Touchton v. Echols County

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211 Ga. 85 (1954)

84 S.E.2d 81



Supreme Court of Georgia.

Argued September 16, 1954.

Decided October 11, 1954.

*86 J. E. B. Stewart, for plaintiff in error.

John W. Langdale, contra.

HEAD, Justice.

Only the third headnote requires any elaboration. Mandamus is a proper remedy for official inaction. Code § 64-101. It does not lie to control the action of an officer vested with a discretion, in the absence of a gross abuse of such discretion. City of Atlanta v. Wright, 119 Ga. 207 (45 S. E. 994); Wood v. Board of Education of Washington County, 137 Ga. 808 (74 S. E. 540); Richmond County v. Steed, 150 Ga. 229, 232 (103 *87 S. E. 253); McGinty v. Gormley, 181 Ga. 644 (183 S. E. 804); Ward v. Drennon, 201 Ga. 605 (40 S. E. 2d 549).

The plaintiffs contend that there is no statutory provision in this State with reference to the form of county bonds, and they insist that, under the provisions of Code § 87-306 (which requires the clerk of the superior court to sign a certificate on county bonds, "validated and confirmed by judgment of the superior court," specifying the date the judgment was rendered, and the court wherein it was rendered), it was the duty of the clerk to sign such certificate without reference to the contents of the bond. The plaintiffs are correct in their contention that our statutes do not require any particular form or any specific statement in bonds issued by any county of this State.

It is a well-established principle of law in this State, however, that Code sections related to the same subject matter shall be construed together. Pickett v. Bank of Ellijay, 182 Ga. 540 (186 S. E. 426); Merritt v. Jowers, 184 Ga. 762, 763 (193 S. E. 238); Winston v. State, 186 Ga. 573 (3) (198 S.E. 667, 118 A. L. R. 719); Fulenwider v. Fulenwider, 188 Ga. 856, 866 (5 S. E. 2d 20); Newcomb v. Niskey's Lake, Inc., 190 Ga. 565 (10 S. E. 2d 51). Code § 38-601 provides that the certificate of any public officer of this State, or of any county, shall give sufficient validity to any copy or transcript of any record pertaining to their respective offices to admit it in evidence. Code § 24-2715 (14), pertaining to the duties of clerks of the superior court, provides for a correct transcript, properly certified, of any minute, record, or file in the office of such clerk. This section of the Code does not contemplate that an incomplete record, or one that does not represent the whole truth, shall be certified by the clerk as being the record on file in his office.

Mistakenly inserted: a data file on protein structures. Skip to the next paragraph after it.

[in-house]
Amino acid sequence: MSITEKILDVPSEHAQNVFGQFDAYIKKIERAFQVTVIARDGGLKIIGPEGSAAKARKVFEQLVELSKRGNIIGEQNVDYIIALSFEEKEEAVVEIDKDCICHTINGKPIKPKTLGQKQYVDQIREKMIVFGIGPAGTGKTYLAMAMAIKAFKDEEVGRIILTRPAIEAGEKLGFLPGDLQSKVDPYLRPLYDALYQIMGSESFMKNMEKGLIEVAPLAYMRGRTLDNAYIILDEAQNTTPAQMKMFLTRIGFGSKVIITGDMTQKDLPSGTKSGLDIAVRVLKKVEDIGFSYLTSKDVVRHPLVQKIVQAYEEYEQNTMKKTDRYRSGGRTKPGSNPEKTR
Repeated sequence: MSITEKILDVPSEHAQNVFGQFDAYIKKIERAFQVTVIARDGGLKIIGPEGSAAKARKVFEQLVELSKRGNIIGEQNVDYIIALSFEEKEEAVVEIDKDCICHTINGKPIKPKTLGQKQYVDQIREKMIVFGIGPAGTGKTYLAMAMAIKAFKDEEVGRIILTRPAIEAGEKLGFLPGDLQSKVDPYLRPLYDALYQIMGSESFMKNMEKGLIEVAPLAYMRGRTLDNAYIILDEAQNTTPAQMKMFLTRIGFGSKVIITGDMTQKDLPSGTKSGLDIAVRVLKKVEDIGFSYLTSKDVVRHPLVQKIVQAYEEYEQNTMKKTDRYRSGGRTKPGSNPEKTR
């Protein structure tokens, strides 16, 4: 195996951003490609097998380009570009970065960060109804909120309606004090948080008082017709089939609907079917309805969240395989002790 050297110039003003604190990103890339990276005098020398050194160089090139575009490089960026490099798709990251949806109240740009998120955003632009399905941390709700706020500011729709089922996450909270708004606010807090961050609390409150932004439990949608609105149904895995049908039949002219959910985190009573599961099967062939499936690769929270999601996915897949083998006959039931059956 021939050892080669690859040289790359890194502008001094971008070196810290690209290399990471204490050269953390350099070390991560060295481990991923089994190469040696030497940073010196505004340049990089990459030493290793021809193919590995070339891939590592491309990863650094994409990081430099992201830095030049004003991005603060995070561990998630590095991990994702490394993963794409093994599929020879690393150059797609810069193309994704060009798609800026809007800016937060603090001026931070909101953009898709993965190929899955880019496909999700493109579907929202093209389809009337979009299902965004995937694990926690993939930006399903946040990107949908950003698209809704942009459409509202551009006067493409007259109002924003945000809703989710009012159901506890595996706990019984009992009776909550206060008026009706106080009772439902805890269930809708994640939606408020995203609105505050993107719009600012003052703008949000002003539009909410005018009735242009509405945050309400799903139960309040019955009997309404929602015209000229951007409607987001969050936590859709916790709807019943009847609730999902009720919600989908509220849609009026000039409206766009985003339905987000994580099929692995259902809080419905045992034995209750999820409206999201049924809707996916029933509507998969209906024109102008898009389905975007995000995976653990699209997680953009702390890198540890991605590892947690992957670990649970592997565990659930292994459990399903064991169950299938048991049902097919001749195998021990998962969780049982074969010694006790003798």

In the present case the resolution of the county commissioners calling the bond election recited that the members of the board deemed it necessary "for the best interest of the county to construct and furnish a courthouse and jail," and that, in order to raise the necessary funds "for constructing and furnishing said courthouse and jail," it is necessary that bonds be issued. The petition of the solicitor-general to validate the bonds recited that a resolution calling for an election was duly passed "to provide funds for the purpose of constructing and furnishing a court-house *88 and jail." The judgment of validation recited that bonds "as prayed for in petition" be validated. The bond form presented to the clerk of the superior court to be certified contained wording that the bond was one of a series "for the purpose of constructing and furnishing a courthouse in said county."

The clerk of the superior court, as custodian of all records pertaining to the validation proceedings, was called on by the commissioners to certify a bond that did not conform to the record. Under the rule that the validity of any process must be attacked in limine (in the beginning), (Rucker v. Tabor, 126 Ga. 132, 54 S. E. 959), the clerk could not have signed the certificate and thereafter sought to invalidate his own act.

It is a general rule of law that "Statutory provisions authorizing the issuance of bonds will be more strictly construed in actions to prevent such issuance than in actions to prevent the payment of the bonds after they have been issued and negotiated." 20 C. J. S. 1195, § 269.

There is no statutory requirement in Georgia that any statement be made in the bond form as to the purposes for which the bonds were voted and validated. If the bond purports to state the purpose of the bond issue, it should conform to the record and correctly set forth the purposes of the issue. A certification by the clerk that the bonds had been voted solely for the construction and furnishing of a courthouse would not have conformed to the record. Clerks of the superior courts of this State are no less liable for the negligent performance of their official duties than for a failure to perform. Collins v. McDaniel, 66 Ga. 203.

This court has long required strict adherence in the application of bond funds to the purposes for which they were voted. See Dubberly v. Morris, 163 Ga. 144 (135 S. E. 718); Marks v. Richmond County, 165 Ga. 316 (140 S. E. 880); City of Fayetteville v. Huddleston, 165 Ga. 899 (142 S. E. 280); Allen v. City of Atlanta, 166 Ga. 28 (142 S. E. 262); City of Cornelia v. Wells, 181 Ga. 554 (183 S. E. 66); Board of Education of Paulding County v. Gray, 203 Ga. 583 (47 S. E. 2d 508); Walker v. Wheeler, 210 Ga. 432 (80 S. E. 2d 691).

There appears to be no legal or valid reason why the recitals in a bond, if any purpose is stated therein, should not conform *89 to the intents and purposes of the bond issue. Since our law contemplates that clerks of the superior courts shall make correct certificates, the trial court erred in making the mandamus absolute, and in ordering the clerk to sign a certificate that was not in accord with the record.

Judgment reversed. All the Justices concur.